Top 10 Tips to Help You Choose the Right Commercial Office Cleaning Company

When it comes to keeping the office clean, a lot of businesses have an important decision to make: should they add a cleaning crew to the company payroll, or hire a commercial cleaning company to handle those duties?

While there are pros and cons to both approaches, there are greater reasons that indicate outsourcing this work is the best option.

A commercial cleaning company understands every aspect of what it takes to not only keep your office sparkling clean. It also understands the extent to which a very clean office makes a favorable impression on clients. They’re also willing to work with you on the hours you need from them, what their tasks should cover, and what kind of qualifications you want their workers to have.

So if you don’t currently have anyone to handle these necessary cleaning tasks ranging from emptying the wastebaskets to vacuuming the floors to washing the windows, here are 10 tips to help you hire a reliable commercial cleaning company.

Top 10 Tips for Finding the Right Company

1. Do a thorough background check

When it comes time to find a commercial cleaning company for your office, it’s important to ask the right questions. Because you can ensure you get the best service available – and at the right price. Find out how many days they work and the hours they’re available. Especially if you want the work done after your office closes for the day and your employees have gone home.

Also, compare the cleaning company’s rates with others providing the same services. Ask about their hiring procedures, if they train their employees or if they hire experienced team members, and if they can handle multiple tasks or projects.

2. Ask for references from companies they’ve worked for

When selecting a commercial cleaning company, you should do a little research on their reputation. Check out their customer satisfaction reviews and the company’s overall standing within the local business community.
Find out who they’ve worked for in the past and how they’ve been rated by others. Were other companies satisfied with their performance? Would they recommend them? These are great questions to ask.

3. Ask if they have liability insurance

All prospective commercial cleaning companies should be able to provide proof of insurance and demonstrate that they’re fully licensed. You should ask to see their general and workers compensation certificates. Also, look for a company that hires regular employees rather than cash workers; they’re the ones that carry insurance against liability and injury if an accident should happen in your office while they’re on the job – this protects both you and the cleaner. And absolutely do NOT forget to verify their business license.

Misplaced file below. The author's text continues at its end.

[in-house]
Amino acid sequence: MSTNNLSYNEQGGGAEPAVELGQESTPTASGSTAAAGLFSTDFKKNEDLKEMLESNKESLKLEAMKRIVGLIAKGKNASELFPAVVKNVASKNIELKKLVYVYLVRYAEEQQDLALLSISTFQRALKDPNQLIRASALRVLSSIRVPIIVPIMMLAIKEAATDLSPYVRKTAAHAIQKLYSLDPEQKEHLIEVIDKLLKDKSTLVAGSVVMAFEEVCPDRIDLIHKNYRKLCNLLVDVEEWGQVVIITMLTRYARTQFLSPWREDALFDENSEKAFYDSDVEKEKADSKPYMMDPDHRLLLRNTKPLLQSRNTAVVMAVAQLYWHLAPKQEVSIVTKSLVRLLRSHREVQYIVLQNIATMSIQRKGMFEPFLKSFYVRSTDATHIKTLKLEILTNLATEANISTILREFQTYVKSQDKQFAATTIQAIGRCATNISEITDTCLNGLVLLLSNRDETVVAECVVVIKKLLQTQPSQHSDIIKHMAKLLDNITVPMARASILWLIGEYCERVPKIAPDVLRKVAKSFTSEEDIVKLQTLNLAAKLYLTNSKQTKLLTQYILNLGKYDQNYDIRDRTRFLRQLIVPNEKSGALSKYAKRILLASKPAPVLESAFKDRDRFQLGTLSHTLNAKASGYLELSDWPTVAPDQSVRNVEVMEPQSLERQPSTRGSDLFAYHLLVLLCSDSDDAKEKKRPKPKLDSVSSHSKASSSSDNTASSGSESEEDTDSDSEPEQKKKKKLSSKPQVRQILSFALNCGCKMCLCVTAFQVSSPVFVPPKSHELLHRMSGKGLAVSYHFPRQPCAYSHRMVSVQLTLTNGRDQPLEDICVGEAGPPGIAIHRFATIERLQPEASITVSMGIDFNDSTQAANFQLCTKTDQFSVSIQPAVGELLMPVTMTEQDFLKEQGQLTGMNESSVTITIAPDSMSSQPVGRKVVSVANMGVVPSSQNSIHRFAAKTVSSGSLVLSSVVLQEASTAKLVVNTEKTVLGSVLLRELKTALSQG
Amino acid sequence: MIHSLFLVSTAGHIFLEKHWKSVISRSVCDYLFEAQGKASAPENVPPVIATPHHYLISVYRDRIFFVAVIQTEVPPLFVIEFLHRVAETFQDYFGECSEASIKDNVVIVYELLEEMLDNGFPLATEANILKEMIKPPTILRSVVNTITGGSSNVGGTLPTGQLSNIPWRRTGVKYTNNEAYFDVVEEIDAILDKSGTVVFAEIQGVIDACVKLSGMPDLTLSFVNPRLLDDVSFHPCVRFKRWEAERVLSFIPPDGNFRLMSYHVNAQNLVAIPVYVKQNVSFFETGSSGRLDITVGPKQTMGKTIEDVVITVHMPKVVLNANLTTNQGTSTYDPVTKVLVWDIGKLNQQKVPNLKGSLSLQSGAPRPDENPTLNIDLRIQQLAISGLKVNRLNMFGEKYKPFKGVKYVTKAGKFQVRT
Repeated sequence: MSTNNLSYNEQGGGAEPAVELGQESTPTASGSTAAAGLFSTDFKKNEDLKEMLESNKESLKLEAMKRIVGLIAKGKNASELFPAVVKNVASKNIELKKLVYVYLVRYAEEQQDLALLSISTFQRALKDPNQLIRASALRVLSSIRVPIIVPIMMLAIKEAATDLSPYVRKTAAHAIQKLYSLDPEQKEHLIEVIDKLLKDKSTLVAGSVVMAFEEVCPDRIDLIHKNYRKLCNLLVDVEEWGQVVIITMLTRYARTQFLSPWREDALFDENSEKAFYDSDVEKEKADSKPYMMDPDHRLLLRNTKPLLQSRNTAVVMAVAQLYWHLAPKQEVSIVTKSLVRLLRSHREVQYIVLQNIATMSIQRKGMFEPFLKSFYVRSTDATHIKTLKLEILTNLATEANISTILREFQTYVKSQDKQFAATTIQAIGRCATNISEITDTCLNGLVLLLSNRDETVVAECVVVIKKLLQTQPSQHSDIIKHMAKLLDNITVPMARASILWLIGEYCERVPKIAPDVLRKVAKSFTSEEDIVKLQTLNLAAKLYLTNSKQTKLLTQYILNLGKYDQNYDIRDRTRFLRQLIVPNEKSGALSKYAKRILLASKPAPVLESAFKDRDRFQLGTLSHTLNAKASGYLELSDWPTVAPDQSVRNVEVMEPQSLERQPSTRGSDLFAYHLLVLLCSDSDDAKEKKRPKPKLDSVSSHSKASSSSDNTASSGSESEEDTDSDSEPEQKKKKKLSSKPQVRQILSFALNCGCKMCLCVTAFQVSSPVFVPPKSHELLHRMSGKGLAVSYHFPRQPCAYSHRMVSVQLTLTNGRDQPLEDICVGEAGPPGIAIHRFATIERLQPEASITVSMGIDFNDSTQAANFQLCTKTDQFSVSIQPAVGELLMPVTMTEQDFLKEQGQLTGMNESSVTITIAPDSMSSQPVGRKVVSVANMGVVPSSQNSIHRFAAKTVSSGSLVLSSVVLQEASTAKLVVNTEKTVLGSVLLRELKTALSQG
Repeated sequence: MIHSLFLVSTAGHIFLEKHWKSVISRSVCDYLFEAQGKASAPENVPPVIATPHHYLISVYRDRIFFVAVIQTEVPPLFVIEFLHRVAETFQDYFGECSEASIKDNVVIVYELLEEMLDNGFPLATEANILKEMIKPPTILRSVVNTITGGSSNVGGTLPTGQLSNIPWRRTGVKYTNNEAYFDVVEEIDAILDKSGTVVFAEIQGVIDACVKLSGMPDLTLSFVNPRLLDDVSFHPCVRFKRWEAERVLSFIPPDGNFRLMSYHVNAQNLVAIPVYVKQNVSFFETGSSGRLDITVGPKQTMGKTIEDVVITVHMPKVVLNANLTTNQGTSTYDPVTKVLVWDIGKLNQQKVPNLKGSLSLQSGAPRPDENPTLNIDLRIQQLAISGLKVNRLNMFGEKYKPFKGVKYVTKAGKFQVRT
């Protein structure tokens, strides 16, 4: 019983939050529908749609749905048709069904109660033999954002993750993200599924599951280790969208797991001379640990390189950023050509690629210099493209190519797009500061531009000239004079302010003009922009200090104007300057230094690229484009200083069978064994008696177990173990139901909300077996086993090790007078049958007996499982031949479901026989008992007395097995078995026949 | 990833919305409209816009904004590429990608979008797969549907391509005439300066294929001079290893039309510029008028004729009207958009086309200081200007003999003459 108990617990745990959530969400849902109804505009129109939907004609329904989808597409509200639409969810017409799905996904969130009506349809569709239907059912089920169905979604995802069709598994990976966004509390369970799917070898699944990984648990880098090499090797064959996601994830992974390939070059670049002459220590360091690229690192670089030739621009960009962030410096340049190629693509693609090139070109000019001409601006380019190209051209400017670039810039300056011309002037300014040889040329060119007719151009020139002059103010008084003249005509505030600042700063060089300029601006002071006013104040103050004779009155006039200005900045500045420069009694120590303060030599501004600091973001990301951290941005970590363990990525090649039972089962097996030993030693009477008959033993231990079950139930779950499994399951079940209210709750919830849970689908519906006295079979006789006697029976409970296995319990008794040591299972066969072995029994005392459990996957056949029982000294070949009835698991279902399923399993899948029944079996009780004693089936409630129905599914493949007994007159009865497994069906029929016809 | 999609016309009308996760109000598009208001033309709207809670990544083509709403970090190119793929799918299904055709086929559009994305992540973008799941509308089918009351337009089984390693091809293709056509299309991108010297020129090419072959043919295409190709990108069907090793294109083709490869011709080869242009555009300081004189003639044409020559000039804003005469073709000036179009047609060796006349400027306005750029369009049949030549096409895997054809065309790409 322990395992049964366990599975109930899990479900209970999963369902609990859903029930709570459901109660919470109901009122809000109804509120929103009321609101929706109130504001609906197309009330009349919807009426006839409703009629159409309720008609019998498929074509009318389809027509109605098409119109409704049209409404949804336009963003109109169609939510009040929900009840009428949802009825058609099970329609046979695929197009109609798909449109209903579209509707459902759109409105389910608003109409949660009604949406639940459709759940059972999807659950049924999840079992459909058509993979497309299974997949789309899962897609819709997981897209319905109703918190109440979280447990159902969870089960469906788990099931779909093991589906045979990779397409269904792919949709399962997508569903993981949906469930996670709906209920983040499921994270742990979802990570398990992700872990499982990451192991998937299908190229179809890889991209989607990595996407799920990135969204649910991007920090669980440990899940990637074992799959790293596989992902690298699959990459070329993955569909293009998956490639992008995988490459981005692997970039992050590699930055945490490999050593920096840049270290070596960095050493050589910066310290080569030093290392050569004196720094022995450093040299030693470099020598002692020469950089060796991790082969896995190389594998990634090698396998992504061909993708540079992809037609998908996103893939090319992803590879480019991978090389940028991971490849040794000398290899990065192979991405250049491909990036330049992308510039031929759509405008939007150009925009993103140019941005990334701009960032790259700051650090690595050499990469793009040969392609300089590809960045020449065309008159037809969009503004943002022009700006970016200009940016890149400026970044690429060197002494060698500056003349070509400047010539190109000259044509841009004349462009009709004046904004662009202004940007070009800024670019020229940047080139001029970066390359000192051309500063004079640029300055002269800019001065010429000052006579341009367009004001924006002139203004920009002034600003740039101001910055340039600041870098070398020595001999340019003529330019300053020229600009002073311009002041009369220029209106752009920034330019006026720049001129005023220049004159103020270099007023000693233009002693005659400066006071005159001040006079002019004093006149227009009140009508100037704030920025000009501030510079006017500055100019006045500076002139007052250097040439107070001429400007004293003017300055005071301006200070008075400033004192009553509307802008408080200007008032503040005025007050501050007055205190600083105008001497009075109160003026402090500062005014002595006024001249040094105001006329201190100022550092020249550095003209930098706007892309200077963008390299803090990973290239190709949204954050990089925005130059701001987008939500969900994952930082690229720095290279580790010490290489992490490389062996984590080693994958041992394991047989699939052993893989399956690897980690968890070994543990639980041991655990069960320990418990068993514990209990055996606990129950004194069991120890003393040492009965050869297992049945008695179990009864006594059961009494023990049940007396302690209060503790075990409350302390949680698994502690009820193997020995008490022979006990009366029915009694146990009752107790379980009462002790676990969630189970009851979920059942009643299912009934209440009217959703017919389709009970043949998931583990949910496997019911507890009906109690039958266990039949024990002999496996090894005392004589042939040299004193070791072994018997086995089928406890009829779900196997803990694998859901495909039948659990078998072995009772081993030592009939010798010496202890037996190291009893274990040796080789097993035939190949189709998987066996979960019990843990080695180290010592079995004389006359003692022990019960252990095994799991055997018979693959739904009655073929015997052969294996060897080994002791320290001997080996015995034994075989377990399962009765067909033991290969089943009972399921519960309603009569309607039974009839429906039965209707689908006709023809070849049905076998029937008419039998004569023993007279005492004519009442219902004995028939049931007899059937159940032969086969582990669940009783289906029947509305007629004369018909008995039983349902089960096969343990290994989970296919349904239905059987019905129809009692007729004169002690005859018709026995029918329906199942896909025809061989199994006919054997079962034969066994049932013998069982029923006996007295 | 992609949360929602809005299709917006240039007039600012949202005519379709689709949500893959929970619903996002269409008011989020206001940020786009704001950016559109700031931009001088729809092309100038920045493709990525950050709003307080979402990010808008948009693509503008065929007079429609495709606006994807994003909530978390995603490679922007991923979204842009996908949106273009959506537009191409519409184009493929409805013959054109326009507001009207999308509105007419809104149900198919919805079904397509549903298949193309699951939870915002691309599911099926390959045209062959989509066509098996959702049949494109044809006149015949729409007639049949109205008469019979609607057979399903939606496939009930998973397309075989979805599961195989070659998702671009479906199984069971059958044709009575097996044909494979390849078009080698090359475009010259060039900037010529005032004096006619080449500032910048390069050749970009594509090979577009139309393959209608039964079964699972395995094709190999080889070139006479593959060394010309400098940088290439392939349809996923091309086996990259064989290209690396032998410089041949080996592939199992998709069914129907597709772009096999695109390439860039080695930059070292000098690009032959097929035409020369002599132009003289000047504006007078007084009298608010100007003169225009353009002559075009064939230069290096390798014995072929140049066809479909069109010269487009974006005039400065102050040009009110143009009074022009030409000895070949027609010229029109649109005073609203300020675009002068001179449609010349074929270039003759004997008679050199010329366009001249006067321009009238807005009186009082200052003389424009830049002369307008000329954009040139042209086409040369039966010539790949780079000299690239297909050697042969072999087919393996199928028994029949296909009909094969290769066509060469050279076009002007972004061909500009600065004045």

4. Make sure they only hire professionals

It’s important to ask how they hire their employees, and to inquire about the company’s hiring procedures and vetting process. You want to be sure that the crew they’re sending over to clean your office behaves professionally and knows how to do the job properly. You may also want to inquire about their dress code to ensure they show up presentable and professional – many will have a uniform and ID badge, which is good info to know up front.

5. Ask if they have an established cleaning process

You want to know if this is a well-established commercial cleaning company, with a history of serving businesses, a proven track record, and the ability to demonstrate they’ve achieved results for other clients. If a company has an established process, then they’re more likely to also have an established reputation to back their work.

6. Do they have a cleaning checklist for their staff

If there’s an established process, this will most likely include a checklist for their staff. Find out if there’s a standard task-list that each worker has to follow to ensure they clean every corner of your office. What kind of cleaning supplies do they use? Do they know how to identify and deal with trouble spots, such as discovering mold and mildew? What products do they use for the job? Do they use natural cleaning products? Do they have a list of areas to cover, including entryway, halls and stairs; kitchen including refrigerator; windows; desks and all wastebaskets? These are important questions to ask.

7. Choose a local company

If possible, strongly consider selecting a commercial cleaning company with a local office – and even better, local headquarters. This helps to ensure they can get a crew to you quickly if needed. It’s also helpful in the event you need to communicate with them in person – face to face relationships help enormously. You may also want to consider a company with local management as well; if the company is part of a franchise, their management might be located in another state and difficult to reach.